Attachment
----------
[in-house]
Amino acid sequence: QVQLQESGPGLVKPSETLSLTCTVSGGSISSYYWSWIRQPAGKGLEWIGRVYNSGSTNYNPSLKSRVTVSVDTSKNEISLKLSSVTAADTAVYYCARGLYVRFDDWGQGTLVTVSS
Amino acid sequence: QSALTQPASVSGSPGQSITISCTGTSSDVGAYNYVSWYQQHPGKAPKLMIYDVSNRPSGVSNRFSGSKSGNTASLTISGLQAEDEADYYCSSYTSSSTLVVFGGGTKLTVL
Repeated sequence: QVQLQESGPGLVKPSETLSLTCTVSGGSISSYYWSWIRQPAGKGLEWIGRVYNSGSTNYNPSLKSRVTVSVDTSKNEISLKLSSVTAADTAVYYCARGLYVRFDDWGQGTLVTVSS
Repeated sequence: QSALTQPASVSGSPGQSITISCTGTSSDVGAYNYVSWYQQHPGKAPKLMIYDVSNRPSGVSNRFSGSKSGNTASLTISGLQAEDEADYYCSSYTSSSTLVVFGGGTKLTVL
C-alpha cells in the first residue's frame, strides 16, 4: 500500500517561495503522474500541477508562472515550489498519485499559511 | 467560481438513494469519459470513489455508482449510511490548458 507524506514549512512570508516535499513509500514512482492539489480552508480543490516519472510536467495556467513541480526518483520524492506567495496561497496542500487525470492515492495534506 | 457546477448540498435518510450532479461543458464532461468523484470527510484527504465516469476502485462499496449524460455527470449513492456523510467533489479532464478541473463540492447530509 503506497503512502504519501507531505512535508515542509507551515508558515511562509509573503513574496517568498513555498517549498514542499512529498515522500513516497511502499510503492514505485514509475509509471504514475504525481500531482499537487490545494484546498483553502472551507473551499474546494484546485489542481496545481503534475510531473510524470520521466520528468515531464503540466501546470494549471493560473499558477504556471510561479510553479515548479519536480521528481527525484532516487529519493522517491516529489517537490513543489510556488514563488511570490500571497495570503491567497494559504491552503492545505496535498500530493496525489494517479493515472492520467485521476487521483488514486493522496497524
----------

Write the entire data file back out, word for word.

[in-house]
Amino acid sequence: QVQLQESGPGLVKPSETLSLTCTVSGGSISSYYWSWIRQPAGKGLEWIGRVYNSGSTNYNPSLKSRVTVSVDTSKNEISLKLSSVTAADTAVYYCARGLYVRFDDWGQGTLVTVSS
Amino acid sequence: QSALTQPASVSGSPGQSITISCTGTSSDVGAYNYVSWYQQHPGKAPKLMIYDVSNRPSGVSNRFSGSKSGNTASLTISGLQAEDEADYYCSSYTSSSTLVVFGGGTKLTVL
Repeated sequence: QVQLQESGPGLVKPSETLSLTCTVSGGSISSYYWSWIRQPAGKGLEWIGRVYNSGSTNYNPSLKSRVTVSVDTSKNEISLKLSSVTAADTAVYYCARGLYVRFDDWGQGTLVTVSS
Repeated sequence: QSALTQPASVSGSPGQSITISCTGTSSDVGAYNYVSWYQQHPGKAPKLMIYDVSNRPSGVSNRFSGSKSGNTASLTISGLQAEDEADYYCSSYTSSSTLVVFGGGTKLTVL
C-alpha cells in the first residue's frame, strides 16, 4: 500500500517561495503522474500541477508562472515550489498519485499559511 | 467560481438513494469519459470513489455508482449510511490548458 507524506514549512512570508516535499513509500514512482492539489480552508480543490516519472510536467495556467513541480526518483520524492506567495496561497496542500487525470492515492495534506 | 457546477448540498435518510450532479461543458464532461468523484470527510484527504465516469476502485462499496449524460455527470449513492456523510467533489479532464478541473463540492447530509 503506497503512502504519501507531505512535508515542509507551515508558515511562509509573503513574496517568498513555498517549498514542499512529498515522500513516497511502499510503492514505485514509475509509471504514475504525481500531482499537487490545494484546498483553502472551507473551499474546494484546485489542481496545481503534475510531473510524470520521466520528468515531464503540466501546470494549471493560473499558477504556471510561479510553479515548479519536480521528481527525484532516487529519493522517491516529489517537490513543489510556488514563488511570490500571497495570503491567497494559504491552503492545505496535498500530493496525489494517479493515472492520467485521476487521483488514486493522496497524